What is ‘USDA process verified’?

USDA process verified label
USDA process verified label

 

 

 

 

 

USDA Process Verified – Companies with approved USDA Process Verified Programs are able to make marketing claims associated with their process verified points such as age, source, feeding practices, or other raising and processing claims and market themselves as “USDA Process Verified” with use of the “USDA Process Verified” shield and term. (Source: USDA)
To receive approval for a Process Verified Program, a company is obligated to:
  1. Present a detailed program to the USDA with support for why this program is appropriate and accurate
  2. Implement the program successfully
  3. Pass continual audits from the USDA AMS auditors
  4. If new validated practices evolve in the future, the program must change to include these new practices
Perdue is the first poultry company to have a “USDA Process Verified” program. Process Verified means that Perdue has been evaluated and verified by the USDA in the following two areas:
  • All vegetarian fed – Chickens are fed a high quality vegetarian diet, with no animal by-products.
  • Raised cage free – Perdue chickens are free to roam within the chicken houses.

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USDA Develops New GMO-Free Certification And Label For Foods

WASHINGTON (AP) — The Agriculture Department has developed a new government certification and labeling for foods that are free of genetically modified ingredients.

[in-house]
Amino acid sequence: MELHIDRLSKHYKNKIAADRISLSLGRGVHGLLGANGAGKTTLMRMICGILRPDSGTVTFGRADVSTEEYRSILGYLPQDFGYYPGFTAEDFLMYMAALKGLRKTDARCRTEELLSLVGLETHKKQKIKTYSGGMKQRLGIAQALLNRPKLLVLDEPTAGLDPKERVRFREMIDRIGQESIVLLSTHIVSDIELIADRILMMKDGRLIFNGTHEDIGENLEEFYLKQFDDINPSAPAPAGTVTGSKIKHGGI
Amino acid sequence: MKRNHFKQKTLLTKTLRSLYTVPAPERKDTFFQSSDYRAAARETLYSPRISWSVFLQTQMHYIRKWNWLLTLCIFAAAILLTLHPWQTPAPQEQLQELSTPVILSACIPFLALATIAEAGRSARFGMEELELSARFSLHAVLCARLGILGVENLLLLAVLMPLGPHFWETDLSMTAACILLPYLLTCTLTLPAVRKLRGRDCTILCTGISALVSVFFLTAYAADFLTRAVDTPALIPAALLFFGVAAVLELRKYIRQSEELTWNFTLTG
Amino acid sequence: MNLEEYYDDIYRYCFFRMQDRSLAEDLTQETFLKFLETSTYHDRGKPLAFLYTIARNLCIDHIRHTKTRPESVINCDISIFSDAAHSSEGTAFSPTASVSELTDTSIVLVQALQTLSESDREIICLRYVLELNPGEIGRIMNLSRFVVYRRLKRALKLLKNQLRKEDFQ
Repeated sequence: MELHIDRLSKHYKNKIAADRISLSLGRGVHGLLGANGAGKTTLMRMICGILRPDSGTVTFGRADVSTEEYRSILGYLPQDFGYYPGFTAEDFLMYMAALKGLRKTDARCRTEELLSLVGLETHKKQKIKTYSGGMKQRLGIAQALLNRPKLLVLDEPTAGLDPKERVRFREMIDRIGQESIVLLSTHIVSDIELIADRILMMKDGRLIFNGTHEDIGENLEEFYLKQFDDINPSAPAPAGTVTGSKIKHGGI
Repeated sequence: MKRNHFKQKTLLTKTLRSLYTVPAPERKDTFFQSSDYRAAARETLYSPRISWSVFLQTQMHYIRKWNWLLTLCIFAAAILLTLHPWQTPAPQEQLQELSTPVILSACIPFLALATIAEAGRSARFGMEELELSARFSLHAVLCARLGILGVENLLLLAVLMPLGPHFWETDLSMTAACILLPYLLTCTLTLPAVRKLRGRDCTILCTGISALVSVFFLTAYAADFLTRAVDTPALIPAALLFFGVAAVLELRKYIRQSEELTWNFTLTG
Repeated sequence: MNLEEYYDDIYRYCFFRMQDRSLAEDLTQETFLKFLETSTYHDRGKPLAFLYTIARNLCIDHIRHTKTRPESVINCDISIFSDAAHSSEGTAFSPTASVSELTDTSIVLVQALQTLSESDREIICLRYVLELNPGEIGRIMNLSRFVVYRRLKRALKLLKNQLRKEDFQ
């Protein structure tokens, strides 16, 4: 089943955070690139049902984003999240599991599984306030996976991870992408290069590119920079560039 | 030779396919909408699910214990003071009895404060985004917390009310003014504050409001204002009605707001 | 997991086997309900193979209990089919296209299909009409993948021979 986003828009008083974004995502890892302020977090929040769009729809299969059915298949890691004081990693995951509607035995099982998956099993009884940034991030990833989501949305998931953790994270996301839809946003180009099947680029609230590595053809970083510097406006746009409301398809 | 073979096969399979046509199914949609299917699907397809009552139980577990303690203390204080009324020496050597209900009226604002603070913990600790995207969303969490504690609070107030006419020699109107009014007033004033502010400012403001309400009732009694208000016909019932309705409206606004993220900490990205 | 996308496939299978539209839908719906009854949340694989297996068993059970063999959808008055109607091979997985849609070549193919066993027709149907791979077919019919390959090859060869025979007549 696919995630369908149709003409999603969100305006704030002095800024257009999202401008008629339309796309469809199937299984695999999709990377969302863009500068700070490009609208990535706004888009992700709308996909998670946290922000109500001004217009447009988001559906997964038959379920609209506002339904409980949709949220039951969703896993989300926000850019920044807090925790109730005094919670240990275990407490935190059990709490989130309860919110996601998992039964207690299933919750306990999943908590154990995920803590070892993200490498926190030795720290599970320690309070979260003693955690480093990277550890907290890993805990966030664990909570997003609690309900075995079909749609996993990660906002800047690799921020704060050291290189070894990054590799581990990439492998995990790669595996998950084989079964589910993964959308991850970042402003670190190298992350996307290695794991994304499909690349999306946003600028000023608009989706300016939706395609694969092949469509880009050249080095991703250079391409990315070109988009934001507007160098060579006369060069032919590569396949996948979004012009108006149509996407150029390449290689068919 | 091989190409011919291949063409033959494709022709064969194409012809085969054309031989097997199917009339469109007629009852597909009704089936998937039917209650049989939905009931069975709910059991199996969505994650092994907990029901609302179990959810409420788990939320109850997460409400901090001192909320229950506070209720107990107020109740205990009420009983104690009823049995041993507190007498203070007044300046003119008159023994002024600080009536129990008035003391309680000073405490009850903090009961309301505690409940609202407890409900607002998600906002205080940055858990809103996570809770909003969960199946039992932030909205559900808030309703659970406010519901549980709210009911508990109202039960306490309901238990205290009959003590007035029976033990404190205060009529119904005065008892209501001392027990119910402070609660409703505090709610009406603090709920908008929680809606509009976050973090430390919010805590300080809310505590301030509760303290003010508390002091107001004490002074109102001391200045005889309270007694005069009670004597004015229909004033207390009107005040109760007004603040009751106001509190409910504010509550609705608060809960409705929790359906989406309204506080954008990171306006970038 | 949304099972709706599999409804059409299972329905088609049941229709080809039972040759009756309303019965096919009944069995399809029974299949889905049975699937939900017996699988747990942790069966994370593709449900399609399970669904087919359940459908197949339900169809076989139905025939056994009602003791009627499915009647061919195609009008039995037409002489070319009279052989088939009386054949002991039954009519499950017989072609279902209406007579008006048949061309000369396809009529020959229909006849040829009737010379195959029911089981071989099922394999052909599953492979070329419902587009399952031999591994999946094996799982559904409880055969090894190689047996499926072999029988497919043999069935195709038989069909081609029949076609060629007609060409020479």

USDA’s move comes as some consumer groups push for mandatory labeling of the genetically modified organisms, or GMOs.

The certification is the first of its kind and would be voluntary — and companies would have to pay for it. If approved, the foods would be able to carry a “USDA Process Verified” label along with a claim that they are free of GMOs.

Agriculture Secretary Tom Vilsack outlined the department’s plan in a May 1 letter to employees, saying the certification was being done at the request of a “leading global company,” which he did not identify. A copy of the letter was obtained by The Associated Press.

Right now, there are no government labels that only certify a food as GMO-free. Many companies use a private label developed by a nonprofit called the Non-GMO Project. The USDA organic label also certifies that foods are free of genetically modified ingredients, but many non-GMO foods aren’t organic.

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